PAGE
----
In a sixth preferred aspect of the invention, the process of the invention may be employed for selective hydrogenation of phenyl acetylene in crude styrene streams. The feedstock comprises crude styrene. Crude styrene production by dehydrogenation of ethyl benzene or recovery from pyrolysis gasoline tends to yield styrene containing small amounts of phenyl acetylene which has to be removed before further processing. The styrene is fed together with hydrogen to yield a hydrogen/phenyl acetylene molar ratio of from 1 to 20 over the catalyst at an inlet temperature of from 10 to 150° C., a total pressure of from 5 to 50 barg and an LHSV of from 10 to 100 h−1.

In a seventh preferred aspect of the invention, the process of the invention is for selective hydrogenation of olefins in aromatic rich fractions. The feedstocks may comprise aromatic rich fractions from reforming units, from cokers or from steam cracking units. Such aromatic rich fractions need to be treated to extract the aromatics. Before the extraction of the aromatics, the residual bromine index (which reflects the olefin content) has to be very low. Any process to reduce the olefin content by hydrogenation needs to minimize the conversion of the aromatics. Also, a further reduction of the bromine index in almost pure aromatic fractions may require a further hydrogenation step which can replace conventional clay treatment. The feedstock is passed together with hydrogen over the catalyst at a hydrogen/olefins molar ratio of from 5 to 100 under process parameters comprising an inlet temperature of from 5 to 250° C., a total pressure of from 5 to 50 barg and an LHSV of from 5 to 50 h−1.

In an eight preferred aspect or the present invention, the process of the invention may be employed for selective hydrogenation of petrochemical feedstocks in conjunction with a reforming process.

When the crystalline calcium silicate support (such as xonotlite) is used for a dehydrogenation or reforming catalyst, the catalyst, as well as the support, comprises at least one Group IIb, VIb, VIIb or VIII metal such as Pd, Co, Rh, Ru, Ni, Mo, W, Fe, Cu or a combination thereof. The feedstocks for dehydrogenation may typically comprise light paraffins, such as propane and butane. The feedstocks for reforming reactions may typically comprise normal paraffins and cycloparaffins, such as n-hexane and cyclohexane. The dehydrogenation and reforming reactions may be carried out at a temperature of from 500 to 630° C.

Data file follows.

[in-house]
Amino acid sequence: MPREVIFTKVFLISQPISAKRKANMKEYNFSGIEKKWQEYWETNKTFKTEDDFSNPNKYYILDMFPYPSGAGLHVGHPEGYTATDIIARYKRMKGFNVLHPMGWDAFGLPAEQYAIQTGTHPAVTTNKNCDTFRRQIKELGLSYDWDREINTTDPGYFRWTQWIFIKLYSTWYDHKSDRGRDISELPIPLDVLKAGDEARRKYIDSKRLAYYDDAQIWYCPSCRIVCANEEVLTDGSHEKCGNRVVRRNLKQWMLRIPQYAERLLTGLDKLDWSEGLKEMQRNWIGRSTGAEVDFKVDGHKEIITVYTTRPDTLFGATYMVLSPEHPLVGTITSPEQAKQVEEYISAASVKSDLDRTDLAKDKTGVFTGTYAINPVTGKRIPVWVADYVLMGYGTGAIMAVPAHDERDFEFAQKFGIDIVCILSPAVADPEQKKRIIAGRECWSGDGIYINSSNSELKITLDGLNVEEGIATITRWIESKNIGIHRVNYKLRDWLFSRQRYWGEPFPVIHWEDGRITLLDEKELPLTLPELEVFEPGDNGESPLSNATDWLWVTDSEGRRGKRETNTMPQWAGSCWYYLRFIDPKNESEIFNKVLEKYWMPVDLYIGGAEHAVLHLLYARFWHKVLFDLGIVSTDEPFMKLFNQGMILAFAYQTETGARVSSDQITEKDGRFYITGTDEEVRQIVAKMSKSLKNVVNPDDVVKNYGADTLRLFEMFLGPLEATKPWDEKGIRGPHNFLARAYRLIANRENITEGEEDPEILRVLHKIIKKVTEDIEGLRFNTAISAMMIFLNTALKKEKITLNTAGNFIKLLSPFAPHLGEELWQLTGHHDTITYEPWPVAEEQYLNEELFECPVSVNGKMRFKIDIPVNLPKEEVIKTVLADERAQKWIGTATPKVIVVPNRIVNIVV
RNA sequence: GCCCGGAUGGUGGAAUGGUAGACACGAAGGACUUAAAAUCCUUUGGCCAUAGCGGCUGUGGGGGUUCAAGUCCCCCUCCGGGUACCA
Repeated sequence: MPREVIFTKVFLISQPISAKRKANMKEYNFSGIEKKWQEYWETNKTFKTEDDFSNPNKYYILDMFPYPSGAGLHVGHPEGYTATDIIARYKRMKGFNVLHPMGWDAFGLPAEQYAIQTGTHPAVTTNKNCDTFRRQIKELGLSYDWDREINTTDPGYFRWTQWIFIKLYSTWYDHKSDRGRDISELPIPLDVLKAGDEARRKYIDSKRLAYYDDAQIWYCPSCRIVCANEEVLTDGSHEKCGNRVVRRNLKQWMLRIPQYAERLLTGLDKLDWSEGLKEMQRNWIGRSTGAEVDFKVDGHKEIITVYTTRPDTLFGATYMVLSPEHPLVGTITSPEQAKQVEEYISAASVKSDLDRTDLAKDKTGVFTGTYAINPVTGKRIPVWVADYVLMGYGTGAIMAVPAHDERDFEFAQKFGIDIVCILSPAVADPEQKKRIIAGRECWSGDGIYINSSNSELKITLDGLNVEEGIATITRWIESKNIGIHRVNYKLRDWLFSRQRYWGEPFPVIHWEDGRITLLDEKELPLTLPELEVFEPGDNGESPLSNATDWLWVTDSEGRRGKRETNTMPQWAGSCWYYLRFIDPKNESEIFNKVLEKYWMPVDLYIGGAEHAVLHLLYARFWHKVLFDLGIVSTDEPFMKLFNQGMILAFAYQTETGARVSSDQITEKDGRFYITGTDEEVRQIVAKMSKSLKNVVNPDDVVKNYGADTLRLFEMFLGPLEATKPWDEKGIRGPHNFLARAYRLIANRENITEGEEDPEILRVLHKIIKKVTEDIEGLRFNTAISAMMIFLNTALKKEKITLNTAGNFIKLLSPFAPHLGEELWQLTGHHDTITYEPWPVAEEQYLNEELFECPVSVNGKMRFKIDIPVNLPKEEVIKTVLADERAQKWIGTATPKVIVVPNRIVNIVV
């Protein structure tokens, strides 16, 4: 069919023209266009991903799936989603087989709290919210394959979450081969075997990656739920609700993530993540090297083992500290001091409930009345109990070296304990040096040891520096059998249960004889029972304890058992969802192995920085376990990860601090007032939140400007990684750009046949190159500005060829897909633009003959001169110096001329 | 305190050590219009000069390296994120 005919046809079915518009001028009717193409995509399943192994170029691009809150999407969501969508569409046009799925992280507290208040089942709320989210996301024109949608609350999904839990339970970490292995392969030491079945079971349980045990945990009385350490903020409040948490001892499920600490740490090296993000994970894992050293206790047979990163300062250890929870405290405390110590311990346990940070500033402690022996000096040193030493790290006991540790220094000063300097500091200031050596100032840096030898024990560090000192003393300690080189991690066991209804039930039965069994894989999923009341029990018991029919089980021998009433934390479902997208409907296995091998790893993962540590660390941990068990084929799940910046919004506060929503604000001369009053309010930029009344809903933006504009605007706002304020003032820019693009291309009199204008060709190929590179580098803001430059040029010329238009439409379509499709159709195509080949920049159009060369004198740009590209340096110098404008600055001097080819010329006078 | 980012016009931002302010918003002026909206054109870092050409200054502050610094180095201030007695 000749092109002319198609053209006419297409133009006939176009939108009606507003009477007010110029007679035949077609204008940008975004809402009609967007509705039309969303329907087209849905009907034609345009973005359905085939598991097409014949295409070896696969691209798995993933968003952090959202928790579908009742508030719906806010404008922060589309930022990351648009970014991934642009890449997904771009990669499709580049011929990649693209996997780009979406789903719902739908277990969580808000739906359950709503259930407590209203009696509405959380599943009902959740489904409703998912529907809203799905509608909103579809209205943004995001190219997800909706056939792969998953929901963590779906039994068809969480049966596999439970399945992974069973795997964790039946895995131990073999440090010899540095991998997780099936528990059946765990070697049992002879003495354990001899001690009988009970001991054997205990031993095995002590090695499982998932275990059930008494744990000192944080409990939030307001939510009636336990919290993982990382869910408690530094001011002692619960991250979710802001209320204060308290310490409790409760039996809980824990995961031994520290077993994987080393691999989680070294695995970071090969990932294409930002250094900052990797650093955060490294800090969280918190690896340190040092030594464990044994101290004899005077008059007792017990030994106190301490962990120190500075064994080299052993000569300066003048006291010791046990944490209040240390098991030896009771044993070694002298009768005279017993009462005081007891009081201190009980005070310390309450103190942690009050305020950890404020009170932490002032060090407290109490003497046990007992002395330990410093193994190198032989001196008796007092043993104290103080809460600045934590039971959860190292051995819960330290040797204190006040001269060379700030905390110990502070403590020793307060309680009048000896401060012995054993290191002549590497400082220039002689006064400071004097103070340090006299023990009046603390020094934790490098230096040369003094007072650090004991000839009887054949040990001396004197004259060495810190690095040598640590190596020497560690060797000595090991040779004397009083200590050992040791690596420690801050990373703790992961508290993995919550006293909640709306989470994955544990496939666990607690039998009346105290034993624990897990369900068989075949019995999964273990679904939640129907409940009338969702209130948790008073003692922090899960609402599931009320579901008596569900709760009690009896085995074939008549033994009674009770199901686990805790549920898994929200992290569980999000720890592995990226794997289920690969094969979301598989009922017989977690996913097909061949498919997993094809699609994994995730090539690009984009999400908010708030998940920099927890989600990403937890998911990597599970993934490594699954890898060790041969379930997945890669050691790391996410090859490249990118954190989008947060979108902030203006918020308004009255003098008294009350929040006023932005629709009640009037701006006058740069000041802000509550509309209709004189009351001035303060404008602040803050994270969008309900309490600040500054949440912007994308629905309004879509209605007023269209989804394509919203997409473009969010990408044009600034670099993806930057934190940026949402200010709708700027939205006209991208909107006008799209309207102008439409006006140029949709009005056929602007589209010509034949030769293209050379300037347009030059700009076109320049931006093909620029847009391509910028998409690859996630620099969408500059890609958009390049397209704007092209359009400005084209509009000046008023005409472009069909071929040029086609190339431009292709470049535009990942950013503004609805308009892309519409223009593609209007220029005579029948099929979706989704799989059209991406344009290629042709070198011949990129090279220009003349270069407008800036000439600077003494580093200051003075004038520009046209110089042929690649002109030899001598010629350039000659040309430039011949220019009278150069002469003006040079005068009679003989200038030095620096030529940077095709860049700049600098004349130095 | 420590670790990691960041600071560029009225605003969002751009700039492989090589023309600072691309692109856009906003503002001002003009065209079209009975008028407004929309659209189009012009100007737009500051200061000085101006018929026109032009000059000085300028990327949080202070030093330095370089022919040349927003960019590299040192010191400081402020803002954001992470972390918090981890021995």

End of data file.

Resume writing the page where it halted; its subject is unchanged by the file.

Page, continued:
The present invention will now be described with reference to the following non-limiting Example.

EXAMPLE 1 Catalyst Preparation

Extrudates of the hydrated crystalline calcium silicate available in commerce under the Trade name Promaxon D was dried at a temperature of 500° C. for a period of 3 hours. The dried support gas then impregnated with a solution of palladium chloride (PdCl2) using a wet impregnation technique. In particular, 65.38 g of dried Promaxon D were progressively contacted with 38.23 mol of an aqueous palladium chloride solution, the amount of solution being selected so as to correspond to the estimated absorption capacity of the dried Promaxon D. The amount of the palladium salt was calculated in order to reach a final palladium content in the resultant catalyst of 0.3 wt %. The impregnated solid was dried under vacuum for a period of 36 hours at 25° C. and thereafter dried for a period of 16 hours at a temperature of 110° C. Finally, the catalyst was calcined at a temperature of 400° C. for a period of 3 hours.

Selective Hydrogenation of Pyrolysis Gasoline